Fifteen years into the new millennium, the time is better than ever to set yourself on a new course by starting your own business. You have the idea, you have the experience, you have the determination–what else could you need?
Well, a bit of advice on the plethora of legal concerns, for one.
Fortunately, others have blazed the path ahead of you and help is never far away if you know where to look. (You can turn to us, for example!) Below are the ten essential points you should factor into your start-up plan.
Choose the Business Structure that’s Right for You
Often, entrepreneurs aren’t in it only for themselves. They have a family they love and want to see only the best for. That’s why it is vital that any personal assets receive the protection they deserve. If you start your business as a sole proprietorship, as do the majority of average entrepreneurs, that leaves you personally liable in case of any legal conflict or simple lack of success.
There are ways to shield your assets from such threats: organizing as a limited liability company (LLC) or incorporating as a corporation. Your business liabilities will be just that, business. As an added advantage, they can offer tax advantages.
Reduce Risk by Insuring Your Business
You are likely not going into the business of transporting nuclear waste or juggling chainsaws, but that doesn’t mean your business should skirt by without insurance. No matter how big or small, the potential for lawsuit is ever present, and sometimes from unexpected sources.
A Contract is Worth Far More than the Paper it’s Written On
No matter the level of transaction, make it obligatory that all deals and agreements be documented and signed. This will protect your business and help establish a solid working relationship.
Partnering Up? Include Provisions for Getting Out
A partnership entails a wealth of benefits, including a diverse set of skills and additional startup capital. Be absolutely sure, however, that you are both covered should the other become disabled, die, or simply desire to leave. Consider setting up a buy-sell agreement if this applies to you.
Get to Know Your Local Employment Laws
Getting a handle on the variety of different regulations on employment, from the federal-level on down, can be daunting for the first-time entrepreneur–to say nothing of dangerous. Particularly if you depend on the work of independent contractors, make sure that everything fits into how the law differentiates contractors from employees. Otherwise you risk serious problems with the IRS and state regulatory agencies.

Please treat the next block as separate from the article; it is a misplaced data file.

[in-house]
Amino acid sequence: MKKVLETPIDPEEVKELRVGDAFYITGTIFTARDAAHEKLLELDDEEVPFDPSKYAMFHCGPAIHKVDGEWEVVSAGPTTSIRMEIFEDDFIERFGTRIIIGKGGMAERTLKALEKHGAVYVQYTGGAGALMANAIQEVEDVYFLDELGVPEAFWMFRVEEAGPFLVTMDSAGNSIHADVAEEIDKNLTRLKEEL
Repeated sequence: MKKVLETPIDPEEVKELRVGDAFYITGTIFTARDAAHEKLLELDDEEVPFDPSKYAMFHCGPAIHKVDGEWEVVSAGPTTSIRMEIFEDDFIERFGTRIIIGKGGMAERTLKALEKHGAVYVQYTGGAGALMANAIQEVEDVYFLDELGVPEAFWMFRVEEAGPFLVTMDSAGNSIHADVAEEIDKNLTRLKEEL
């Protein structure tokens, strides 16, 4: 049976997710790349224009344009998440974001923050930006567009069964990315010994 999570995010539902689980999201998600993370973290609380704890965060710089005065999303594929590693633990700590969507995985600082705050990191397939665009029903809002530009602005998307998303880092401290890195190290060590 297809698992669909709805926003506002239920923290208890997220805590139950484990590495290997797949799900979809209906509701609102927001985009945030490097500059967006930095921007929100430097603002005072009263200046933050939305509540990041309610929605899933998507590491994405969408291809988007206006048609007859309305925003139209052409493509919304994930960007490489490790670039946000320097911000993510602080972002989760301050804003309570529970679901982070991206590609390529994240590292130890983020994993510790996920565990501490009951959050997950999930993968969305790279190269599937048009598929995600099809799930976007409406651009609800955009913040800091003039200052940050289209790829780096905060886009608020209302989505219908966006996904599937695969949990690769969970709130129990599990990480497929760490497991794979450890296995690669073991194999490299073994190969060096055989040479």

Keep Up Your Business’s Documentation
Do you like that asset protection offered by your LLC or corporation? You’ll have to work to maintain it. Make sure you follow all legal formalities required and maintain a record of everything: your organizational records, contracts with vendors and employees, confidentiality agreements, etc.
Keep Intellectual Property (IP) on Your Mind
Intellectual property laws make two demands of you. First, that you take the necessary effort to avoid infringement of others’ IP. Though the court system is adapting to counter the impact of the so-called “copyright trolls” and “patent trolls”, a real infringement could land your business in seriously hot water.
Secondly, protect your own IP. There’s nothing worse than watching another person make a mint off your idea, without any way to take a piece of the pie.
Have Employees? Flesh Out a Comprehensive Employment Agreement
Your employees will benefit greatly from the work you provide them, but be sure not to let their intimate experience with your business and clients be a weapon against you once they’ve gone their own way.
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Turn to an Expert
Don’t wait for when you’re in doubt–good legal and financial advice could save your business from a world of pain for a fraction of the cost. An experienced business attorney, in particular, is an invaluable resource for picking out the obstacles on the road ahead.
We can help you avoid costly legal disputes through proactive business planning, including crafting agreements and procedures to ensure you comply with state and federal law. To learn more about our personal approach to business planning, call us today at 612-206-3701 or via our online contact page to schedule a small business consultation session.
Image Courtesy of Suat Eman | FreeDigitalPhotos.net